Fire Can Lead to Life on the Streets

by Helena D.

   In this tenuous time of skyrocketing housing costs, any person can be months or even weeks away from becoming homeless. Take for example, Eugene, a fifty-six year old man, single with no dependents, who lost his apartment a year ago in a fire. Most renters do not have fire insurance so with his good fortune in not getting hurt in the fire, he became homeless without really trying.

   Eugene was given a week’s stipend to find housing courtesy of the Red Cross. After that he was literally on his own to fend for himself. He does not fit the stereotype of a drug addict, alcoholic, ex-convict or bum. He has skills, but no permanent address (other than the Virgil Brown facility on Payne Ave.) that he can have his mail delivered to.

Eugene still has a positive outlook even after a year on the streets. He has his portable radio with which he listens to the daily news. He spends a lot of time in the library—which is still free and open to the public. Even when voters vote down tax levies, the libraries still appeal to the masses.

   He [Eugene] had a car once, and with the prices of cars going up, people will soon be having to make a choice between living in a house and walking or taking the bus or driving. It’s a sad commentary when a car payment exceeds some apartment rents. Before his car was junked, he enjoyed driving out to Edgewater State Park in the warm weather, but then on slow days the police might hassle you.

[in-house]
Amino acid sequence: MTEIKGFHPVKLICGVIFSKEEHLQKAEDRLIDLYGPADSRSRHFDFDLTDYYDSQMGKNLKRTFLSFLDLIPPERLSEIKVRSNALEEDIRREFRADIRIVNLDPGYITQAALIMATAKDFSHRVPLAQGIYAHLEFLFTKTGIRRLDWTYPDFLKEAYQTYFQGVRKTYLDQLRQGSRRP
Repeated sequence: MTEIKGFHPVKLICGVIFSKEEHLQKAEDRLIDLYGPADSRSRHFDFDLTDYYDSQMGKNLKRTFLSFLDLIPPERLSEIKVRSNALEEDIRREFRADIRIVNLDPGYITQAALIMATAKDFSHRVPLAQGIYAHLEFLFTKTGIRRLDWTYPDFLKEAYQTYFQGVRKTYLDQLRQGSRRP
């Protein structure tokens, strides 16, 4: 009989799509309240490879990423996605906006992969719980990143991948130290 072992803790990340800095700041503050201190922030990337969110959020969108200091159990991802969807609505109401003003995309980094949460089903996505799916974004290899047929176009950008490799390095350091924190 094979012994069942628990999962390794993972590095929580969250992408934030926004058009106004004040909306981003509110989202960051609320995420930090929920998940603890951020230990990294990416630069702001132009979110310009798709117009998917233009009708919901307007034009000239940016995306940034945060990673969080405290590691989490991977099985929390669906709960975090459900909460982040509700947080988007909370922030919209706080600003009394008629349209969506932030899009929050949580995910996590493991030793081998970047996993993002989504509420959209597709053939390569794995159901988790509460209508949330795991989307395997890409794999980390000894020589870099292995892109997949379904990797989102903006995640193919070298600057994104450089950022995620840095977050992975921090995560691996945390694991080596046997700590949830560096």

While we’re sitting talking to Eugene, someone has donated some delicious white bread with nothing else. I notice that unlike Hollywood’s version of starvation, I don’t see anyone leaping out of their seats to grab their share. Many of the homeless can be grossly obese through diets heavy in carbohydrates. There is no joking or smiling at this homeless center but a somber attitude.

   Eugene was skilled at welding but would have to go back to school to get certification. It seems that certification is needed for everything nowadays. This is another way for the private for-profit institutions to get government financial aid for tuition. Eugene is told about JTPA and will investigate that avenue of obtaining a career and not just a "job" in something he enjoys and is skilled at.

   The homeless, like Eugene, realize that even though they might have a steady job at minimum wage, you can’t save enough for first and last month’s rent when one night’s stay at the Jay Hotel costs $37.00.

  People who have the hurly burly of a good paying job, who complain they have no time to have fun don’t know how long a day can be when there is no nagging boss or complacent employees to fill up your time.

 Copyright NEOCH and the Homeless Grapevine published July 1998 Cleveland Ohio